Tag Archives: musical mondays

Musical Mondays: 1/30/2012 edition

Last time we met here for Musical Mondays, I had won a college talent show (okay, amongst maybe 10 people, but still). But I basically stopped playing guitar for four years after that. What happened?

Well, I was busy. I turned 21, for one, and was henceforth compelled to conduct tons of anthropological research on the drinking establishments in Geneva and then Atlanta. I’d pick up my guitar once in a while and try to play songs that I’d known, or songs that I wanted to learn. Without real diligence, though, it’s hard to get better. An hour or two every few months will sustain one’s knowledge of chords, but you’ll never improve if that’s all you play.

Then, I fell in love, and that makes you want to sing! So I started playing all the time. Well, that’s an exaggeration. But let me elaborate. On one of the first nights that I met and hung out with Xavier at his house, the guitars came out. (He has a few). His awesome friend Jenny (hi Jenny! I think you’re reading this!) and I started talking about Bright Eyes. I remembered that I used to know one of their songs, so I grabbed one of the acoustics and began strumming a hackneyed rendition of “First Day of My Life.” I’d been drinking, so I even had the courage to sing a little. It was rusty, of course, but fun. The guitar was eventually turned over to someone more worthy of its noise-making potential. Hoping I’d be hanging out with Xavier again, I started practicing more so we could play together the next time.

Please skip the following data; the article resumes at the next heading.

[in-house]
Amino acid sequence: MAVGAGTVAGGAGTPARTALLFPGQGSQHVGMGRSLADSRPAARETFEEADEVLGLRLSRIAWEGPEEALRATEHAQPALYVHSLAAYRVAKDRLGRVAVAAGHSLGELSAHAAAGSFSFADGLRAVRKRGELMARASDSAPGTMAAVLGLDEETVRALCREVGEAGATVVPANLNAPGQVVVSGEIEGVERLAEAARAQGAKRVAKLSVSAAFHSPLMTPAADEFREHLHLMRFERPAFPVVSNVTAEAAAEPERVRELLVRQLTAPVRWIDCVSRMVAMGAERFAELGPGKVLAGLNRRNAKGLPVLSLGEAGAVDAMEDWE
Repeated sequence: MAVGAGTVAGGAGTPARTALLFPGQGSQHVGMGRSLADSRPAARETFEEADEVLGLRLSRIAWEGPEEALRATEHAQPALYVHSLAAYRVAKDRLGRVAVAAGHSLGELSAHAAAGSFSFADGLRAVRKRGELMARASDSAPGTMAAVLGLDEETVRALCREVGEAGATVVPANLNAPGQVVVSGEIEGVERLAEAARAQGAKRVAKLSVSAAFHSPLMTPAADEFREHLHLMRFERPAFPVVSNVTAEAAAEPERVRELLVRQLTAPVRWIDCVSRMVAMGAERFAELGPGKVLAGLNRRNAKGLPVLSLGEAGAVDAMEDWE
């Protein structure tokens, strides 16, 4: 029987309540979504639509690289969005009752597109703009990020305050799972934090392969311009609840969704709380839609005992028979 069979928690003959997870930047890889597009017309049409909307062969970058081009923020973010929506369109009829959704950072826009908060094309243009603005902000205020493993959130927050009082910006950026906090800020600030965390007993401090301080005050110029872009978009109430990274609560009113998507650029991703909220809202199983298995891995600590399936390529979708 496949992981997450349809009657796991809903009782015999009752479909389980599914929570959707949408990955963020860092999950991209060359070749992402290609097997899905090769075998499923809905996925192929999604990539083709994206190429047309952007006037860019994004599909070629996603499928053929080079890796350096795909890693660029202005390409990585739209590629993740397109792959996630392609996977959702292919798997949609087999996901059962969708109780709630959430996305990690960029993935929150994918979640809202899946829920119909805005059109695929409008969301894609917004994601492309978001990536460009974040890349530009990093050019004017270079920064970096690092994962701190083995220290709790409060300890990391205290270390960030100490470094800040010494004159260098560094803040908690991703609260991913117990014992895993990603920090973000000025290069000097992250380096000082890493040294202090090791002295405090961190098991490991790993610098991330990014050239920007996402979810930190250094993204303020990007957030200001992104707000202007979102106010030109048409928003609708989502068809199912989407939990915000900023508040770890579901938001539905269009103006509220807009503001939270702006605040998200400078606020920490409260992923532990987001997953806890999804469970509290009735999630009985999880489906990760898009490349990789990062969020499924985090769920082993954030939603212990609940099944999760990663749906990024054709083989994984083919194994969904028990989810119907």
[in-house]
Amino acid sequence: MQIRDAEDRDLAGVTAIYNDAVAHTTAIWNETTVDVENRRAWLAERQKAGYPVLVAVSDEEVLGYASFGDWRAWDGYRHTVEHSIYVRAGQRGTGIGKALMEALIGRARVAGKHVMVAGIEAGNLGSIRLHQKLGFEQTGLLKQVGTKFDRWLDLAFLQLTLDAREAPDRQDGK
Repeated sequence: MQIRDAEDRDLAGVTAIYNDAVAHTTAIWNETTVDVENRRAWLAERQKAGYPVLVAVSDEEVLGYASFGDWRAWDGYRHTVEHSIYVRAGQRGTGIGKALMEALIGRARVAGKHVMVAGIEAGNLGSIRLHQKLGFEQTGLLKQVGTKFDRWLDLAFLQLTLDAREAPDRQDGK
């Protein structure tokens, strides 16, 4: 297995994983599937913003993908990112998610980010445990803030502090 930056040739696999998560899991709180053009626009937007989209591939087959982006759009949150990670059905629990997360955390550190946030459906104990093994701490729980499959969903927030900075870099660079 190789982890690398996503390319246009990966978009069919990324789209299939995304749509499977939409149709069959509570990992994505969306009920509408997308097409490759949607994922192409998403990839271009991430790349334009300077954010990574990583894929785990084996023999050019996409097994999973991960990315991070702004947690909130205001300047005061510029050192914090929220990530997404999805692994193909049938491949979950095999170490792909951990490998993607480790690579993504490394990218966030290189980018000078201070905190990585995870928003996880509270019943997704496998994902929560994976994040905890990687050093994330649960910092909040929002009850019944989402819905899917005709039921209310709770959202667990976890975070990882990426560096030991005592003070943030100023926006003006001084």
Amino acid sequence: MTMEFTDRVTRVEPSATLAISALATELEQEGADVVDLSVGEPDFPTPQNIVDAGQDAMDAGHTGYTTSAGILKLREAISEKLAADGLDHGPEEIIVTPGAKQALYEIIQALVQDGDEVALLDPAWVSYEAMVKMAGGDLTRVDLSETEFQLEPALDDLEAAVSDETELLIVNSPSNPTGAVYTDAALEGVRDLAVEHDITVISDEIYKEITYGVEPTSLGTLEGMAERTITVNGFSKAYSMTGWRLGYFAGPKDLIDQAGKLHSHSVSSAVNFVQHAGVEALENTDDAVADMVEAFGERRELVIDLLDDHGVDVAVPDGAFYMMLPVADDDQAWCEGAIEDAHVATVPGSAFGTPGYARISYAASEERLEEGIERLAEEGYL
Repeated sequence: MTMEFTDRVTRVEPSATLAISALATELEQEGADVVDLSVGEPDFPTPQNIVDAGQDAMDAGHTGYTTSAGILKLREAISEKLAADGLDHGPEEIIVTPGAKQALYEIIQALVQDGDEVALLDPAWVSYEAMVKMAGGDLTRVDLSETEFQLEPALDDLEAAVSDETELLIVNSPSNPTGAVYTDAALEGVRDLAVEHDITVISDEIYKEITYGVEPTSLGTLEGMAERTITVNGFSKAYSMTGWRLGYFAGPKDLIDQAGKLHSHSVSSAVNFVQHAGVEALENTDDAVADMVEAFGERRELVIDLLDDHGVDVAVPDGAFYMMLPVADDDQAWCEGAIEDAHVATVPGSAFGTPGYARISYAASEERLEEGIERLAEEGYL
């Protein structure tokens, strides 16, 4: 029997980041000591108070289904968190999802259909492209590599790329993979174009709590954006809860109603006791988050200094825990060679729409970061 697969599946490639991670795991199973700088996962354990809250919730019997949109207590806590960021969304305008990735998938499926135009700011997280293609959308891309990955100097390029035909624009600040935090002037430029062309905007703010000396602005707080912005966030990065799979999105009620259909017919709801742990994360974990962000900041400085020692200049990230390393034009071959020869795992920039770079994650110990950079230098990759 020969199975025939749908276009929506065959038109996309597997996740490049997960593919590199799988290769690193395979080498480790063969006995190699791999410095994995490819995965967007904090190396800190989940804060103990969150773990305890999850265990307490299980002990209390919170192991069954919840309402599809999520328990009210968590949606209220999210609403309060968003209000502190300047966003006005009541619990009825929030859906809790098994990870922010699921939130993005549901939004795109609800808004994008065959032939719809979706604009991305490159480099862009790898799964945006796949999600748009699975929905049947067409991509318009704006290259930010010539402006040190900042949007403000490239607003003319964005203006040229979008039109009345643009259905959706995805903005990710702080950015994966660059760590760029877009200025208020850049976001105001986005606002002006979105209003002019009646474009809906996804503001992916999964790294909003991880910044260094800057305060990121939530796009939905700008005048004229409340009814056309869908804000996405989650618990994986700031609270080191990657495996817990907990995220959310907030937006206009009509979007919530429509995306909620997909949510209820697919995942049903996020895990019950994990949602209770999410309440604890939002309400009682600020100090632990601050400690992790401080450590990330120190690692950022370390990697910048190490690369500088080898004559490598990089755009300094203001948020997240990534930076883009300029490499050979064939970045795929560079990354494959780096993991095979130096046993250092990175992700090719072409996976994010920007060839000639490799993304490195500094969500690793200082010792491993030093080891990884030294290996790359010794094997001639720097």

Now, Xavier is a talented musician who can play pretty much any instrument and sings really well. He’ll play in front of assembled groups of people and actually impress them. When we are out in public and he ends up playing, people like to joke around and ask if that’s how he got me to go out with him. And I always say, “Nope! He actually heard me play first.” But he did play me lots of lullabies in the beginning of our relationship, so now when he plays, it’s hard not to fall asleep.

So that brings us to the present. I’ve been spending a lot more time with guitars, and singing too (but that’s strictly a private hobby, as I am petrified to sing in a serious manner in front of people). It’s really fun to have someone to play with. We ‘jam’ at home at least once a week. My current guitar focus is trying to work on my fingerpicking and developing a few more strumming patterns, since I seem to play every song the same way.

I’m also learning the basics of piano. My idea was, if I can learn the basic theory behind it, it will help me with understanding guitar as well. A couple of weeks ago I learned the major and minor chords, as well as the 7s. I’ve been practicing those hard. The hand stretching is funny. When you first start playing guitar, stretching your fingers all over the fret board is overwhelming. But then you get used to it. Stretching your fingers for piano is a completely different ball game! For each chord, you’re supposed to hit four keys at once. For instance, if you’re playing a C, you hit the C, E, G, and then the next C key. My little hands can barely stretch over to play the second C without hitting B. I keep telling myself that little kids can do this so I should be able to also. I’ll get it eventually, but in the meantime, it’s something to keep working on! It’s also challenging to learn how to play chords with both hands. I’m very used to my guitar, where my left hand plays chords and my right strums or fingerpicks. Piano seems like a very dynamic instrument. I’m enjoying it so far, though!

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Musical Mondays: 1/23/12 edition